The new fifth-generation Silent Eagle has finally cleared export restrictions meaning it may soon be the new face of South Korea's aerial fleet. That's good news for an unsteady place.
The original F-15 Eagle entered service in 1976 and has become one of the most successful air combat platforms in the modern era. McDonnell Douglas designed the twin-engine, all-weather tactical fighter for a single purpose: blowing other aircraft out of the sky. This jet is all air superiority fighter, notching more than 100 aerial combat victories and 0 (zero) losses in more than 30 years of service. The F-15 is so successful that the DoD expects to continue their service until at least 2025. The F-15 line has also become a top export model with sales to Israel, Japan, Saudi Arabia, and other ally nations.
The newest F-15 model, the fifth-gen F-15SE Silent Eagle, only builds upon the line's success. Not to be confused with the F-15E Strike Eagle, which has been in service since 1989, the F-15SE measures 64 feet long, 19 feet tall with a 43 foot wingspan. Its twin Pratt & Whitney F 100-PW-229 turbo engines produce a combined 29,000 pounds of thrust, enough to enable a top speed of mach 2.5, a combat radius of 800 nmi, and can climb to its 60,000 foot service ceiling in just over a minute. That's a rate of climb of 50k vertical feet per minute--equivalent to travelling straight up at 540 mph.
This incredible performance capability is thanks to a number of design and avionics innovations that have reduced the aircraft's weight, improved its fuel efficiency, and greatly increased its combat radius over previous iterations. For example, the F-15SE's vertical tail fins are canted at 15 degree angles to produce lift and increase the plane's range by 100 nmi. State of the art fly-by-wire controls also improve the F-15SE's handling and performance.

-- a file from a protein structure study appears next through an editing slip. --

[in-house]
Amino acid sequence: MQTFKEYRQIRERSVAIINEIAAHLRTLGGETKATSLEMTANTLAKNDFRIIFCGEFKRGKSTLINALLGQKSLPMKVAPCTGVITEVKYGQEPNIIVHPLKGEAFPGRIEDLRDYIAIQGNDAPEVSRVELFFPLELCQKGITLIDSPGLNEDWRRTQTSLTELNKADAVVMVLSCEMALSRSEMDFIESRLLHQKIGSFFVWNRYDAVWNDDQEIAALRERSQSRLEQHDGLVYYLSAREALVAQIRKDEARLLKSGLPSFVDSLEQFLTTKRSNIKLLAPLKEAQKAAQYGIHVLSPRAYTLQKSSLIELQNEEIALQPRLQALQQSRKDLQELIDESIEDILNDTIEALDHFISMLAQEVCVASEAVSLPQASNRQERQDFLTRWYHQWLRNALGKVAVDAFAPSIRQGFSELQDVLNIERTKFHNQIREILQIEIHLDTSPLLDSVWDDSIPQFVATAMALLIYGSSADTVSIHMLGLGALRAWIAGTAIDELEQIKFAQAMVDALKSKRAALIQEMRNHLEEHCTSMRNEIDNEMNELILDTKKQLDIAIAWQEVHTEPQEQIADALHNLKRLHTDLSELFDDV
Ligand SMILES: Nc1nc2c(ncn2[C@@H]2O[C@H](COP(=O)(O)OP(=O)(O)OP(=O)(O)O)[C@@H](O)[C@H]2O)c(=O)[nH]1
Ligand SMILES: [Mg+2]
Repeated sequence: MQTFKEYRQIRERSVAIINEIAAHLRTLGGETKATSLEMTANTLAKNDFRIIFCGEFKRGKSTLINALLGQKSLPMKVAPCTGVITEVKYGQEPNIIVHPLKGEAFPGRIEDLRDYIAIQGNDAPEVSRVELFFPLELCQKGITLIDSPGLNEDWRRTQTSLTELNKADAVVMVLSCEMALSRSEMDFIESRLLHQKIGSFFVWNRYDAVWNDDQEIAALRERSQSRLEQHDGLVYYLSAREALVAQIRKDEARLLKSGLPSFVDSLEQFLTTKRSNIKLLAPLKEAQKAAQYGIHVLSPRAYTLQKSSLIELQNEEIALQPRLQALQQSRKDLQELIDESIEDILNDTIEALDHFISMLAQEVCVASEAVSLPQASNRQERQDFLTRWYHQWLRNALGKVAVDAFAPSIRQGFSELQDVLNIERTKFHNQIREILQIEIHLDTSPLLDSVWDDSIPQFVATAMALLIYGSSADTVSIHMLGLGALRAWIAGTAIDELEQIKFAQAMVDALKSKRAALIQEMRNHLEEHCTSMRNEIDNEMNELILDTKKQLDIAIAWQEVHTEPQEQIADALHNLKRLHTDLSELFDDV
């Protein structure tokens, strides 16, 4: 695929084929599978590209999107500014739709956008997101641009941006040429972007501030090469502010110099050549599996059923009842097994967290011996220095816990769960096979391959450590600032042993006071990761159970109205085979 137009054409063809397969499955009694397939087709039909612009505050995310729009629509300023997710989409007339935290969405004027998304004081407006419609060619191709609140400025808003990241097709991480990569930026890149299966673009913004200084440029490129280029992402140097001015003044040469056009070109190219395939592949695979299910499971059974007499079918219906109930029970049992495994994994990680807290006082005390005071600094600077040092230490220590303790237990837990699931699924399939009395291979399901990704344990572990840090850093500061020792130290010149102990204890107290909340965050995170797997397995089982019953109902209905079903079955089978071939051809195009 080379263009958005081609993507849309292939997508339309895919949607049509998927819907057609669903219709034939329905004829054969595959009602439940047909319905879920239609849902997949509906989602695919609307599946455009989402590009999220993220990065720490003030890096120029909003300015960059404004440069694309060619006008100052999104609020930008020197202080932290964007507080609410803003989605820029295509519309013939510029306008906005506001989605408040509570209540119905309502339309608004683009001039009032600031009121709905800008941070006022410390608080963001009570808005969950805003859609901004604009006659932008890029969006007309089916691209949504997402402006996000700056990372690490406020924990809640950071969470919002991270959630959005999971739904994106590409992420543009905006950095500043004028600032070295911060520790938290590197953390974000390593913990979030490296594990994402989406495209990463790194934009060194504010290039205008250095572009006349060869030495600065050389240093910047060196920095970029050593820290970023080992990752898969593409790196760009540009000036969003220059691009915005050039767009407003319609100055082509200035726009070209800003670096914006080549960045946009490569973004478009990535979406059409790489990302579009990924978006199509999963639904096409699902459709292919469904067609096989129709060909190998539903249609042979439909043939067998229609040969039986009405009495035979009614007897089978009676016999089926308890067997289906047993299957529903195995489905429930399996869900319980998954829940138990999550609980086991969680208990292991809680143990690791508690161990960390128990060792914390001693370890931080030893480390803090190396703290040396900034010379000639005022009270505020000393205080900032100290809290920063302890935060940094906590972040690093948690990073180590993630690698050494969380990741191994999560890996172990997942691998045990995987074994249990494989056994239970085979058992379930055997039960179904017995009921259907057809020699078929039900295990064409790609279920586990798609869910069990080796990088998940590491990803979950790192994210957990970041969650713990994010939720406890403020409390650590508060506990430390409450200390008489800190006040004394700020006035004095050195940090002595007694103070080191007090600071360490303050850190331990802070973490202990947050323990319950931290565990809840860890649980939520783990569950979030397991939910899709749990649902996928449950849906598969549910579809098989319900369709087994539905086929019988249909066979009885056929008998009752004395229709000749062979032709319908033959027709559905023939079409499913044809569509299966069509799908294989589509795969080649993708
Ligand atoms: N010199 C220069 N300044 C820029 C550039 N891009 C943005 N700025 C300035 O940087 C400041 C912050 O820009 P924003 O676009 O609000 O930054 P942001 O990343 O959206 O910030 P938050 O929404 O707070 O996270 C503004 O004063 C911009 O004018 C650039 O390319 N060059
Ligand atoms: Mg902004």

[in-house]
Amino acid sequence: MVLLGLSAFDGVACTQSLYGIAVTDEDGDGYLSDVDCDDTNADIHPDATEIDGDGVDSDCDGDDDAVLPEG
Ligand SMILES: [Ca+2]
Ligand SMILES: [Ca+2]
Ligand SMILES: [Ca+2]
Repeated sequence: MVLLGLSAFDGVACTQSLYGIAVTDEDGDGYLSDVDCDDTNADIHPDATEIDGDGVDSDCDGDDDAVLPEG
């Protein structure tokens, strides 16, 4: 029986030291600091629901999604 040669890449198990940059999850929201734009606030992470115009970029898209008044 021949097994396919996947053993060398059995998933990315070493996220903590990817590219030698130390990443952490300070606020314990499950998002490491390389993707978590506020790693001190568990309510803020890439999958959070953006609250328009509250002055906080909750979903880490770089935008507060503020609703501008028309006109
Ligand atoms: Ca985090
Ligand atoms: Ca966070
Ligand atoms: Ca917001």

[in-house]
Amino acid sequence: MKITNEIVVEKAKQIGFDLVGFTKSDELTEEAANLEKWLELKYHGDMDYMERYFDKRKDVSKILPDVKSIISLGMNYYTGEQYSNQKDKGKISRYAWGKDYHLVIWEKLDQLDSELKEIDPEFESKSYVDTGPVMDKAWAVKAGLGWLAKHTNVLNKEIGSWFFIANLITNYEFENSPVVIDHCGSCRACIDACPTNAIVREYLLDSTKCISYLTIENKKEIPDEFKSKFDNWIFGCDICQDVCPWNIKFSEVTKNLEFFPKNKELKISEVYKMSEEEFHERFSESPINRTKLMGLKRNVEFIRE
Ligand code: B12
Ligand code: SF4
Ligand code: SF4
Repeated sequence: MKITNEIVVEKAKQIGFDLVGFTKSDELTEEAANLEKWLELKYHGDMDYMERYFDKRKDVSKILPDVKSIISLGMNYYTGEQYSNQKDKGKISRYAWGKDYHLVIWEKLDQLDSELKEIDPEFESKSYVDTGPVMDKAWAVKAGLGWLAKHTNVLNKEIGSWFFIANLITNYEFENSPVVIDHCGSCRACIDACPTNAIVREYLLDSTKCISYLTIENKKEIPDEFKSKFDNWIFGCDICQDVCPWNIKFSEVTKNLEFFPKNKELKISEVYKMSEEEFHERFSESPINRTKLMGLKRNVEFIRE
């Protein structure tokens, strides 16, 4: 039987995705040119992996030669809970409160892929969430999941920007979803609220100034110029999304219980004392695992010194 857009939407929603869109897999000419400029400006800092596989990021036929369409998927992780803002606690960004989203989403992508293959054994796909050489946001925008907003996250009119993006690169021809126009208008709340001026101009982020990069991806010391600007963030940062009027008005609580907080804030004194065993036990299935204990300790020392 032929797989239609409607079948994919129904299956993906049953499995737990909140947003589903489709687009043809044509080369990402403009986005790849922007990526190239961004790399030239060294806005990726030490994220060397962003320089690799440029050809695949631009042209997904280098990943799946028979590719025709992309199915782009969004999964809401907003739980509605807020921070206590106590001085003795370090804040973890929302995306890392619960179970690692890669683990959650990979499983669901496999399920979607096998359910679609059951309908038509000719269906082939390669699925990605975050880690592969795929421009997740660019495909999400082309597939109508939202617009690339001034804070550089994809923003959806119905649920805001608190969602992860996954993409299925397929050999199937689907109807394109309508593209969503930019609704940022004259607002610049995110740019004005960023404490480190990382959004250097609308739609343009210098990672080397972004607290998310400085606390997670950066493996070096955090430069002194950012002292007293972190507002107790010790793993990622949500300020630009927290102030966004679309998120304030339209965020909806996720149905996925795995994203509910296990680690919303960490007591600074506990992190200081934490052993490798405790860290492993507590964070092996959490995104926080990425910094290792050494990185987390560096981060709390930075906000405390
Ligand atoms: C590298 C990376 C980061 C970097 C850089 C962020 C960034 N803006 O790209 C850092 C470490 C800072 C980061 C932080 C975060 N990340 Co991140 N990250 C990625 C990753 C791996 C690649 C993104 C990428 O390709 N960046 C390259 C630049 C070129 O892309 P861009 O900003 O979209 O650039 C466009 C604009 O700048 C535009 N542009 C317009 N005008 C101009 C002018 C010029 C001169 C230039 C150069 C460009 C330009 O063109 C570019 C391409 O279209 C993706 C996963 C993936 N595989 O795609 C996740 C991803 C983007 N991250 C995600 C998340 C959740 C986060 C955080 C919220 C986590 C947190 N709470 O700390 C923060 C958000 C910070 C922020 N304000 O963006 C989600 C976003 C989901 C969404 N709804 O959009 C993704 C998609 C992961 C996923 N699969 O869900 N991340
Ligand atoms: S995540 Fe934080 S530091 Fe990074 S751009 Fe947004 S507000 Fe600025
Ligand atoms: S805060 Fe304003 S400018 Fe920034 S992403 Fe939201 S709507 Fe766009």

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What's more, the conformal fuel tanks (CFT)—these are tanks that run along the belly of the jet, just under the wing mounts, and hold fuel reserves—have been replaced with conformal weapons bays (CWB). By sacrificing a bit of its fuel reserves (a cost lessened by its improved fuel efficiency) the F-15SE can use the conformal section for internal weapons storage. This not only greatly reduces the jet's radar cross section, it increases the armament it can carry by four missiles (typically AIM-120 and AIM-9) as well.
In addition, the Silent Eagle is coated with radar-absorbing paint to further reduce its radar signature. Interestingly, the F-15SE's stealth ability is designed in a way so that the plane disappears from radar when its headed right at you. Head on, it has the same radar signature as an F-35 Lightning II. And, given its dog fighting role, the Silent Eagle is optimized for electronic warfare against X-band radar (the frequency most used in air to air combat) form BAE systems and its own active-scan AESA radar. And to further improve the pilot's combat capability, the new Silent Eagles will include the Joint Helmet Mounted Cueing System, an American version of the Eurofighter Typhoon's X-ray helmet. Combined with an advanced autonomous target tracking pod and IR capabilities, the F-15SE is nearly unstopable in any weather or lighting conditions.
Boeing first unveiled the F-15 Silent Eagle for international sale in 2009. At just $100 million per plane, the F-15SE offers top flight performance at significant cost savings over other jets like the F-35. However, the Silent Eagle requires an export license similar to that of the Lightning II and that was not easy to obtain. It took Boeing nearly a year to acquire the needed paperwork just to ship the radar cross-section treatments and electronic warfare suite to South Korea. And as of this month, the Republic of South Korea has announced that it is seriously considering dropping 8.3 trillion won (US$7.2 billion) on 60 of these aircraft.[Defense Update - Wiki 1, 2 - AI Online - Air Force Technology]